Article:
Long-term sex-differential effects of neonatal vitamin A supplementation on in vitro cytokine responses

Kristoffer Jarlov Jensen, Mia J. Søndergaard, Andreas Andersen, Cesario Martins, Christian Erikstrup, Peter Aaby, Katie L. Flanagan, Christine Stabell Benn

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    Abstract

    High-dose vitamin A supplementation (VAS) may affect mortality to infectious diseases in a sex-differential manner. Here, we analysed the long-term immunological effects of neonatal vitamin A supplementation (NVAS) in 247 children, who had been randomly allocated to 50 000 or 25 000 IU vitamin A (15 mg and 7·5 mg retinol equivalents, respectively) or placebo at birth. At 4-6 months of age, we assessed bacille Calmette-Guerin (BCG) scarification, and we analysed in vitro responses of TNF-α, IL-5, IL-10, IL-13 and IFN-γ in whole blood stimulations to phytohaemagglutinin (PHA), purified protein derivative (PPD), tetanus toxoid and lipopolysaccharide. There were no differences between the two doses of NVAS, and thus they were analysed combined as NVAS (any dose) v. placebo. All analyses were performed unstratified and by sex. NVAS increased the chance of having a scar after BCG vaccination in females (NVAS v. placebo: 96 v. 71 %, proportion ratio: 1·24; 95 % CI 1·09, 1·42), but not in males (Pfor interaction=0·012). NVAS was associated with significant sex-differential effects on the pro- to anti-inflammatory cytokine ratios (TNF-α:IL-10) to PPD, tetanus toxoid and medium alone, which were increased in females but decreased in males. In addition, IL-17 responses tended to be increased in NVAS v. placebo recipients in males but not in females, significantly so for the PHA stimulation. The study corroborates sex-differential effects of VAS on the immune system, emphasising the importance of analysing VAS effects by sex.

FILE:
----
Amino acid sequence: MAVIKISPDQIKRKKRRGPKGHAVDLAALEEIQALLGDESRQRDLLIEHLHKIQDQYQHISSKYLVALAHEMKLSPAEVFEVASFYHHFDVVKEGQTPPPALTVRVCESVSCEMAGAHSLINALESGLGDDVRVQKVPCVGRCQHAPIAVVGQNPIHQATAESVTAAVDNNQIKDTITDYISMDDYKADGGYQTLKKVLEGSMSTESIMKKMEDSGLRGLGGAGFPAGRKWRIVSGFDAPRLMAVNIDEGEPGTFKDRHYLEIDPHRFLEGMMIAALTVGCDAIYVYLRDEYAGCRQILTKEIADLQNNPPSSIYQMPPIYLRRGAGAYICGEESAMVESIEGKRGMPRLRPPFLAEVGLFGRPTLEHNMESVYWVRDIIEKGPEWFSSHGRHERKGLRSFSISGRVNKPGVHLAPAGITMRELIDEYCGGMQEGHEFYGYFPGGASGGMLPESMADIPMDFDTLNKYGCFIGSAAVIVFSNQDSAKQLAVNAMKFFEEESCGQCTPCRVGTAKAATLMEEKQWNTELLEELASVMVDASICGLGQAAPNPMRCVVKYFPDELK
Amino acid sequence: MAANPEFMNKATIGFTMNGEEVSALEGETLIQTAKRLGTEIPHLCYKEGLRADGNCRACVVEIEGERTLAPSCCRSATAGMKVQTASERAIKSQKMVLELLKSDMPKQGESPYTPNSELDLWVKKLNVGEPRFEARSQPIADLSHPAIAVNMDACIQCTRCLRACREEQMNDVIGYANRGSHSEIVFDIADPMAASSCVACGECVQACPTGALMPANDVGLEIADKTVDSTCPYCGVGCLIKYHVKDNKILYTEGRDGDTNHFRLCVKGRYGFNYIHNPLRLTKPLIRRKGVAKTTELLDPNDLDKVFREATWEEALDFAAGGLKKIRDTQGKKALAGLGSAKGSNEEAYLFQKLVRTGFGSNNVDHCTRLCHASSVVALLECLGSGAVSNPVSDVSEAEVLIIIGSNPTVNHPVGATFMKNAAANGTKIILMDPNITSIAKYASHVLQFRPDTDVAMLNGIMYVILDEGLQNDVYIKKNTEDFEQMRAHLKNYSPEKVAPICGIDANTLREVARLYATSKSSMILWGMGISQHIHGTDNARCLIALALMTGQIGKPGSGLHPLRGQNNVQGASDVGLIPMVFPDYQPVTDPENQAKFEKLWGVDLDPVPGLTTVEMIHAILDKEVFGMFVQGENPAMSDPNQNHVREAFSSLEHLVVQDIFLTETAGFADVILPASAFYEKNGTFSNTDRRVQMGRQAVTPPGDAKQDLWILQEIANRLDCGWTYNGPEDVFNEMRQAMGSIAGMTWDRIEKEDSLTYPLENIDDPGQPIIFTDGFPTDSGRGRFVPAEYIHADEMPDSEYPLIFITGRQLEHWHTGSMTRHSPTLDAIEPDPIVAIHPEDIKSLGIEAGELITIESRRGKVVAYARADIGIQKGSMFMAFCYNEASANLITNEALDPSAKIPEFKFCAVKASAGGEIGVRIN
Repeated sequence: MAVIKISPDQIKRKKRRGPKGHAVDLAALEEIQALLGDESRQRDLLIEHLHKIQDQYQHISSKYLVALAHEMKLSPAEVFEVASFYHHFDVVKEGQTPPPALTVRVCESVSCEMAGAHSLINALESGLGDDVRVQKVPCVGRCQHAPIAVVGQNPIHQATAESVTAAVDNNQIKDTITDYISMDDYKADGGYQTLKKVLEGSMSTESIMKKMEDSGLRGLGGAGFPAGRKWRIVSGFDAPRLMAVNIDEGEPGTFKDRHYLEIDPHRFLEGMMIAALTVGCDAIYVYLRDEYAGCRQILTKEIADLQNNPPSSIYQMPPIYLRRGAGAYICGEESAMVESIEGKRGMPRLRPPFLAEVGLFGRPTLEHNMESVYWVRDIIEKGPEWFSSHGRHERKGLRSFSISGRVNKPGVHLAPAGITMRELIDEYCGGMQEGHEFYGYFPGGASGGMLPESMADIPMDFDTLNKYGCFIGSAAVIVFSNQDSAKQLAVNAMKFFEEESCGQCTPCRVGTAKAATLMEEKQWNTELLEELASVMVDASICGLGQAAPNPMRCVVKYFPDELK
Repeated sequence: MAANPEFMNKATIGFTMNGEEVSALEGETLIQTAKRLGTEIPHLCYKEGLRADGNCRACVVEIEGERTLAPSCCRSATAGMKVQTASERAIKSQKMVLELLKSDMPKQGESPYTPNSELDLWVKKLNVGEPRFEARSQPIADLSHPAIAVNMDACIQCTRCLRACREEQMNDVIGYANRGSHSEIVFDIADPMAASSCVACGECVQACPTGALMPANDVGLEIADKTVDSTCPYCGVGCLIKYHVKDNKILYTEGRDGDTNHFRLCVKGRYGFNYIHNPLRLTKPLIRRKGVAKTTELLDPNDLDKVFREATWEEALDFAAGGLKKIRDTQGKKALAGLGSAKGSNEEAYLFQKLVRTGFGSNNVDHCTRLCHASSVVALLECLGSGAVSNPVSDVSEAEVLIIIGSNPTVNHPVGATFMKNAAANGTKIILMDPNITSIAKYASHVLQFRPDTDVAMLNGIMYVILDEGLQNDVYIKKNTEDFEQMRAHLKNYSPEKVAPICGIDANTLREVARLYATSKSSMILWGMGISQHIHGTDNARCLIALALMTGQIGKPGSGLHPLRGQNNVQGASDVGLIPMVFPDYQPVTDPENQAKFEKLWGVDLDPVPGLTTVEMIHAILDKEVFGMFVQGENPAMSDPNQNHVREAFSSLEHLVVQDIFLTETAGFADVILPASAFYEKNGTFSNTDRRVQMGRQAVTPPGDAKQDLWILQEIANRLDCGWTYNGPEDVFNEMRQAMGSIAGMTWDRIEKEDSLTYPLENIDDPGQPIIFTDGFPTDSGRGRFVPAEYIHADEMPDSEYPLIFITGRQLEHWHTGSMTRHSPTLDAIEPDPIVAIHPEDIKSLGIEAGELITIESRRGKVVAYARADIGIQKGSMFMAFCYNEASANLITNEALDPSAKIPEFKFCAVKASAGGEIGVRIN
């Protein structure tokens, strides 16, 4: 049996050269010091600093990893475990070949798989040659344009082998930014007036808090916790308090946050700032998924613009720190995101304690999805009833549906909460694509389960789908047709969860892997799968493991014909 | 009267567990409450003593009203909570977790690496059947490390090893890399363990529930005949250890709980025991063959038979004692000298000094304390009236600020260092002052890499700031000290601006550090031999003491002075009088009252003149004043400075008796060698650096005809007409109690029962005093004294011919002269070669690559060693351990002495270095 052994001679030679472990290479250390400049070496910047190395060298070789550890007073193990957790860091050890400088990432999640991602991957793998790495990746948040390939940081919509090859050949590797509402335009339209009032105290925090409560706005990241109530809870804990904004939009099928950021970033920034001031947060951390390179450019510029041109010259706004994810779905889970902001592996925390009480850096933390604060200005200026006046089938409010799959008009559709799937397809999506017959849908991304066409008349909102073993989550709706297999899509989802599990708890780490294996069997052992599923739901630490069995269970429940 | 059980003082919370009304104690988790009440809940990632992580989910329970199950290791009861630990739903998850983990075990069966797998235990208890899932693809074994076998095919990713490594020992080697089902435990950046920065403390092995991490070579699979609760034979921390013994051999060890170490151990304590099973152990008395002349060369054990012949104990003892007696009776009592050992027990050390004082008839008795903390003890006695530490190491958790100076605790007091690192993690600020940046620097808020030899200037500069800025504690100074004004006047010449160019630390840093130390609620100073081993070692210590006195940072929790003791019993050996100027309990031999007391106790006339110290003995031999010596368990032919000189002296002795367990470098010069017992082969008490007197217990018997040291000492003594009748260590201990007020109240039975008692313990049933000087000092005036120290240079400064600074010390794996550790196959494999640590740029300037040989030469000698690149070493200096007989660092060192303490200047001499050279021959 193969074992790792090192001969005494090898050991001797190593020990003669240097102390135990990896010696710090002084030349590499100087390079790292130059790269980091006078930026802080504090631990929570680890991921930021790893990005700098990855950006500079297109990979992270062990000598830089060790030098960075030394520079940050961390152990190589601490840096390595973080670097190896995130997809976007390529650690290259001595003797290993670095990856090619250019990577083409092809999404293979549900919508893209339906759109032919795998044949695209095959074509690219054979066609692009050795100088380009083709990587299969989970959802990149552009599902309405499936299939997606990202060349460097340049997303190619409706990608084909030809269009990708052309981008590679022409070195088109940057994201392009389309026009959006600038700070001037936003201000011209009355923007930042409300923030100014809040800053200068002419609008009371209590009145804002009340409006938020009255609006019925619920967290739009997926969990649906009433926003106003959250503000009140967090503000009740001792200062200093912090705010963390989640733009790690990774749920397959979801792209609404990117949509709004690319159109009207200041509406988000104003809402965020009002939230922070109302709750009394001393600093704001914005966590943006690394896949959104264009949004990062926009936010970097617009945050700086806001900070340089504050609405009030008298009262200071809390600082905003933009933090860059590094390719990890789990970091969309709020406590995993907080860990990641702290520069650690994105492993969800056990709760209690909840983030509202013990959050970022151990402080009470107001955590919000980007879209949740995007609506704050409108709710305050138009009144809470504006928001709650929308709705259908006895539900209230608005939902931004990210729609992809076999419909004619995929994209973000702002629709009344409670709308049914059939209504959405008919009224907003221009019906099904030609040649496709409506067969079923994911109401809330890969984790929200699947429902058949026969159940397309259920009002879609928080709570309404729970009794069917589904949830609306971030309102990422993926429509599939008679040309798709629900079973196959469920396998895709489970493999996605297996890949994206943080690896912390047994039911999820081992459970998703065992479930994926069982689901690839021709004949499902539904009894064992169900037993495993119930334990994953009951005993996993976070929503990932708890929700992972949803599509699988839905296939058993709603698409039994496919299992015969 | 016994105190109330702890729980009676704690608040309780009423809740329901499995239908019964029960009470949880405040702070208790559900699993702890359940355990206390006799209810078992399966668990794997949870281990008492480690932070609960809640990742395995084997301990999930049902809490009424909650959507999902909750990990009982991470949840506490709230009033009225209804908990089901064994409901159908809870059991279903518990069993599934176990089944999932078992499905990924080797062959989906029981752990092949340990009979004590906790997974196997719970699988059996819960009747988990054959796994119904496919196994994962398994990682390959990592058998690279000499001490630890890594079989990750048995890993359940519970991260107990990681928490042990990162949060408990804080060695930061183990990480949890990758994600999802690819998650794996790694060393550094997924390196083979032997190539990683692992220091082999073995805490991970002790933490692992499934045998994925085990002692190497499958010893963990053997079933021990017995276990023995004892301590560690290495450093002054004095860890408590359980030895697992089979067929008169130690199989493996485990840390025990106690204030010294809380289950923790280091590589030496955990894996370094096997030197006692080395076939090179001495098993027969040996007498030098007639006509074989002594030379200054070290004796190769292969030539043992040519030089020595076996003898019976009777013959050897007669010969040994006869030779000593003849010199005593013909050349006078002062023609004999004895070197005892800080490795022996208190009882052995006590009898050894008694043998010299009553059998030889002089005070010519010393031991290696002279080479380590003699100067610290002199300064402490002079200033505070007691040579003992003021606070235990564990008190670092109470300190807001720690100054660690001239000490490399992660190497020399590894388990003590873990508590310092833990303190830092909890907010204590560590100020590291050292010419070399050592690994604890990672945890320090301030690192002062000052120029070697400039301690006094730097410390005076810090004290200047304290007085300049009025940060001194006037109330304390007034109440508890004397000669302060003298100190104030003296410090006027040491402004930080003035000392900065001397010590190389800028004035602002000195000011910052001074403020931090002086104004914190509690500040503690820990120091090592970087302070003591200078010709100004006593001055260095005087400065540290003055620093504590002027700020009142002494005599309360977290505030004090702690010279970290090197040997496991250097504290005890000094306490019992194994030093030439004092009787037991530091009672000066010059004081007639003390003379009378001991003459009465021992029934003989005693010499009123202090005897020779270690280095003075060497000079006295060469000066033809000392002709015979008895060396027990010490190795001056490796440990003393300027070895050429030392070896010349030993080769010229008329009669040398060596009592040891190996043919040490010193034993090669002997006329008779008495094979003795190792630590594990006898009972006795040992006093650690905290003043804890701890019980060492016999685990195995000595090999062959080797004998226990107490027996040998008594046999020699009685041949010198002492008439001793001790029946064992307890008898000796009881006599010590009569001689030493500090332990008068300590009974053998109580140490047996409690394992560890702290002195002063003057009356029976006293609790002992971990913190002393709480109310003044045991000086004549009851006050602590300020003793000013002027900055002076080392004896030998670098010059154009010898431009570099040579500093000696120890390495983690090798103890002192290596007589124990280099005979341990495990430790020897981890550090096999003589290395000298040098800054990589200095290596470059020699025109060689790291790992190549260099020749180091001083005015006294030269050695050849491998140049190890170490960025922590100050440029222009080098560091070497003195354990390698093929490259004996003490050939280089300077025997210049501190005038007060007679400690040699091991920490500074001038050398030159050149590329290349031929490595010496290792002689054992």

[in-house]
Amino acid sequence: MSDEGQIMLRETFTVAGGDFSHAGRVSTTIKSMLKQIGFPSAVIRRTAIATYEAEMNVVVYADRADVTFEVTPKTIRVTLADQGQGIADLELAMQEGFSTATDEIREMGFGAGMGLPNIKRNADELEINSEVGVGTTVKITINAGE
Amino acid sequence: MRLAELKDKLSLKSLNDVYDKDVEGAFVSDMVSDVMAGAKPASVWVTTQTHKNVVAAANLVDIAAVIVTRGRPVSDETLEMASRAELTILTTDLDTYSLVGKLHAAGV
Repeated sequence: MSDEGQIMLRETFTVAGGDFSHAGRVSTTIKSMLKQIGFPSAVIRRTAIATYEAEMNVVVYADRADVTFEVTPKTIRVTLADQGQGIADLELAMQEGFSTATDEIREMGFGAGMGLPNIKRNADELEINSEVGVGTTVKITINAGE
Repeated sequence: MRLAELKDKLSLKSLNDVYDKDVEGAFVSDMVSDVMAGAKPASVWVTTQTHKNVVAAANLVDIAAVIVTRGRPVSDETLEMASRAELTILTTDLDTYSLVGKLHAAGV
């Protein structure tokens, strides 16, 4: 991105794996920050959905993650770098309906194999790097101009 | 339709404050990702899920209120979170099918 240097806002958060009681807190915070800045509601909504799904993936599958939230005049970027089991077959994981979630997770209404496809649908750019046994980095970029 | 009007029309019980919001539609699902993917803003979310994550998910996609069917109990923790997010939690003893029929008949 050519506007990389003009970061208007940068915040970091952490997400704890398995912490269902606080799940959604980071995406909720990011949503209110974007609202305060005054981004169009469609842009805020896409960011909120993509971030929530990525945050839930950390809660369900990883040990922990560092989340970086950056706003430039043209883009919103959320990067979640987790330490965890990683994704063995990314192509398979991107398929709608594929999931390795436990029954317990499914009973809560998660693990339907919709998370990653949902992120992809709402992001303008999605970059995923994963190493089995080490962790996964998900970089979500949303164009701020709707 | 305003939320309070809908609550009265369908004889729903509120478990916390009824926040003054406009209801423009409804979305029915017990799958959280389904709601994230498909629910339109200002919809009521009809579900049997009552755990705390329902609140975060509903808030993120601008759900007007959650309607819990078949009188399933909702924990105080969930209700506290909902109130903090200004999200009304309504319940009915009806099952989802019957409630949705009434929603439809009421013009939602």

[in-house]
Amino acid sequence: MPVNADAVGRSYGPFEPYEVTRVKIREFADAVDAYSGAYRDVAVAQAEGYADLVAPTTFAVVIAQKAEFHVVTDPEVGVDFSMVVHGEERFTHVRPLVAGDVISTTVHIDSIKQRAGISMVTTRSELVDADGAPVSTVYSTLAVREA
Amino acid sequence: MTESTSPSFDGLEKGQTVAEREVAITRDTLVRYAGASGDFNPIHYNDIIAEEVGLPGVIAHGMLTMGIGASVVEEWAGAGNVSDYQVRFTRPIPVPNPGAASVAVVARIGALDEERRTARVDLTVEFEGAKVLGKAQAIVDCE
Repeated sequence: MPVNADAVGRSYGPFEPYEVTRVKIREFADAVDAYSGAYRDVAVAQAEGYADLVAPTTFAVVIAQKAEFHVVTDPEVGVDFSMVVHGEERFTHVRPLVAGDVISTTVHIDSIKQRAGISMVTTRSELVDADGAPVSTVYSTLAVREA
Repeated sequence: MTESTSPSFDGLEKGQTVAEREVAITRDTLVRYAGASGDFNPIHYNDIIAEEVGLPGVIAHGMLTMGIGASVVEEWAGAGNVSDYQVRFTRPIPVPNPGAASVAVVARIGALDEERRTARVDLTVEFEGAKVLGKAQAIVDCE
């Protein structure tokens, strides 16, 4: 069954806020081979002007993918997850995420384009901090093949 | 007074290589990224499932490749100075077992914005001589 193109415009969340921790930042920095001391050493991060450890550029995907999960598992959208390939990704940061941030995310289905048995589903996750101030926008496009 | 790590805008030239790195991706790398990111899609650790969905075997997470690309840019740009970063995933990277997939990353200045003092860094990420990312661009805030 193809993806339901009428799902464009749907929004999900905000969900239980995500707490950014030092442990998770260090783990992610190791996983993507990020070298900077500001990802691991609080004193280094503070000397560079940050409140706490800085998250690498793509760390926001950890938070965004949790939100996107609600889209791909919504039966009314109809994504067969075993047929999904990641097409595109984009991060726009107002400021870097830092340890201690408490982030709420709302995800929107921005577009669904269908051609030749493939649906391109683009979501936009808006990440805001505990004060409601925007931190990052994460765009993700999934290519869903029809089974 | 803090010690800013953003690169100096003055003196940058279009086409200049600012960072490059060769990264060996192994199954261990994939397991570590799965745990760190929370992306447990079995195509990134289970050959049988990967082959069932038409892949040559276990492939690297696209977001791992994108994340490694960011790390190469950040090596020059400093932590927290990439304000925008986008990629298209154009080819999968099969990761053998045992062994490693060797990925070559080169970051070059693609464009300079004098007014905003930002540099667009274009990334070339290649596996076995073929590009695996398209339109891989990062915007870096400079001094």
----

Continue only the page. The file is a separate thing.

Original languageEnglish
    JournalBritish Journal of Nutrition
    Volume118
    Issue number11
    Pages (from-to)942-948
    ISSN0007-1145
    DOIs
    Publication statusPublished - 2017

    Keywords

    • Vitamin A supplementation
    • Cytokines
    • Heterologous immunity
    • Sex differences
    • Infants

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